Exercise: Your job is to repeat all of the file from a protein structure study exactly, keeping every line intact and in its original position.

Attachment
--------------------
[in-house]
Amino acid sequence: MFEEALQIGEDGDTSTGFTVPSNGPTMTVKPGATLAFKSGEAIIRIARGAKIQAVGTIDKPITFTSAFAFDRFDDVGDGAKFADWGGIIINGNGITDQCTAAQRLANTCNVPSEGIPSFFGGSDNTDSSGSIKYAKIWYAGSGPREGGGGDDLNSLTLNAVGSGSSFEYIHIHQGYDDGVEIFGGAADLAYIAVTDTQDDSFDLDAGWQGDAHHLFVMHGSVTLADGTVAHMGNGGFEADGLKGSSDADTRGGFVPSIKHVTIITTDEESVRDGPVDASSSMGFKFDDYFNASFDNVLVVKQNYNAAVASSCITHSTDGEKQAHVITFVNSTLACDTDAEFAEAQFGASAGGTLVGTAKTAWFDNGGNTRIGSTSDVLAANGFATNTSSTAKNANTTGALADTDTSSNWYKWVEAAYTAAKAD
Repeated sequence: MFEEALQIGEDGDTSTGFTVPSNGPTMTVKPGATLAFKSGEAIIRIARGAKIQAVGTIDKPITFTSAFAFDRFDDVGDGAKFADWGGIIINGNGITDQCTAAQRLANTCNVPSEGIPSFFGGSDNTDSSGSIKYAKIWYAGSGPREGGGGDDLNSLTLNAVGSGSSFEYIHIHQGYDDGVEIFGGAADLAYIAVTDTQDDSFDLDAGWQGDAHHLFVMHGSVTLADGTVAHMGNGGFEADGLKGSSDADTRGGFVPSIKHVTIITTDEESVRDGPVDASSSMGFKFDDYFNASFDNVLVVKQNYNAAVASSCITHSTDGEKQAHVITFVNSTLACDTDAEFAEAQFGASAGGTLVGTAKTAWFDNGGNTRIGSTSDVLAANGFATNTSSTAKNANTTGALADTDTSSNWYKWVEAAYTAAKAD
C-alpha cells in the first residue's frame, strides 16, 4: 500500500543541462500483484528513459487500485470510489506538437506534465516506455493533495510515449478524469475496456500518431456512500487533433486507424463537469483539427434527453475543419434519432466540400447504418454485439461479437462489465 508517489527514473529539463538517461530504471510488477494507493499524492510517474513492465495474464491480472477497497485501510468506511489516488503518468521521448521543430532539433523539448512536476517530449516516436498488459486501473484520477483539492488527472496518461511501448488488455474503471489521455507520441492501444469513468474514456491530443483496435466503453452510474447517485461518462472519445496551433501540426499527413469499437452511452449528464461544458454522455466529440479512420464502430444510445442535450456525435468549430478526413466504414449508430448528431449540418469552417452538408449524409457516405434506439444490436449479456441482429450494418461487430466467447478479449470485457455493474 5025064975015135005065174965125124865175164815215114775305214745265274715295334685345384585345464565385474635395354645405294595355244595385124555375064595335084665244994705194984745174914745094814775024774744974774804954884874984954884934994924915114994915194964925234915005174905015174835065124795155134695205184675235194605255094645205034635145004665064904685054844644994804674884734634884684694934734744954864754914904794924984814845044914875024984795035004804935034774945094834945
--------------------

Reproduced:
[in-house]
Amino acid sequence: MFEEALQIGEDGDTSTGFTVPSNGPTMTVKPGATLAFKSGEAIIRIARGAKIQAVGTIDKPITFTSAFAFDRFDDVGDGAKFADWGGIIINGNGITDQCTAAQRLANTCNVPSEGIPSFFGGSDNTDSSGSIKYAKIWYAGSGPREGGGGDDLNSLTLNAVGSGSSFEYIHIHQGYDDGVEIFGGAADLAYIAVTDTQDDSFDLDAGWQGDAHHLFVMHGSVTLADGTVAHMGNGGFEADGLKGSSDADTRGGFVPSIKHVTIITTDEESVRDGPVDASSSMGFKFDDYFNASFDNVLVVKQNYNAAVASSCITHSTDGEKQAHVITFVNSTLACDTDAEFAEAQFGASAGGTLVGTAKTAWFDNGGNTRIGSTSDVLAANGFATNTSSTAKNANTTGALADTDTSSNWYKWVEAAYTAAKAD
Repeated sequence: MFEEALQIGEDGDTSTGFTVPSNGPTMTVKPGATLAFKSGEAIIRIARGAKIQAVGTIDKPITFTSAFAFDRFDDVGDGAKFADWGGIIINGNGITDQCTAAQRLANTCNVPSEGIPSFFGGSDNTDSSGSIKYAKIWYAGSGPREGGGGDDLNSLTLNAVGSGSSFEYIHIHQGYDDGVEIFGGAADLAYIAVTDTQDDSFDLDAGWQGDAHHLFVMHGSVTLADGTVAHMGNGGFEADGLKGSSDADTRGGFVPSIKHVTIITTDEESVRDGPVDASSSMGFKFDDYFNASFDNVLVVKQNYNAAVASSCITHSTDGEKQAHVITFVNSTLACDTDAEFAEAQFGASAGGTLVGTAKTAWFDNGGNTRIGSTSDVLAANGFATNTSSTAKNANTTGALADTDTSSNWYKWVEAAYTAAKAD
C-alpha cells in the first residue's frame, strides 16, 4: 500500500543541462500483484528513459487500485470510489506538437506534465516506455493533495510515449478524469475496456500518431456512500487533433486507424463537469483539427434527453475543419434519432466540400447504418454485439461479437462489465 508517489527514473529539463538517461530504471510488477494507493499524492510517474513492465495474464491480472477497497485501510468506511489516488503518468521521448521543430532539433523539448512536476517530449516516436498488459486501473484520477483539492488527472496518461511501448488488455474503471489521455507520441492501444469513468474514456491530443483496435466503453452510474447517485461518462472519445496551433501540426499527413469499437452511452449528464461544458454522455466529440479512420464502430444510445442535450456525435468549430478526413466504414449508430448528431449540418469552417452538408449524409457516405434506439444490436449479456441482429450494418461487430466467447478479449470485457455493474 5025064975015135005065174965125124865175164815215114775305214745265274715295334685345384585345464565385474635395354645405294595355244595385124555375064595335084665244994705194984745174914745094814775024774744974774804954884874984954884934994924915114994915194964925234915005174905015174835065124795155134695205184675235194605255094645205034635145004665064904685054844644994804674884734634884684694934734744954864754914904794924984814845044914875024984795035004804935034774945094834945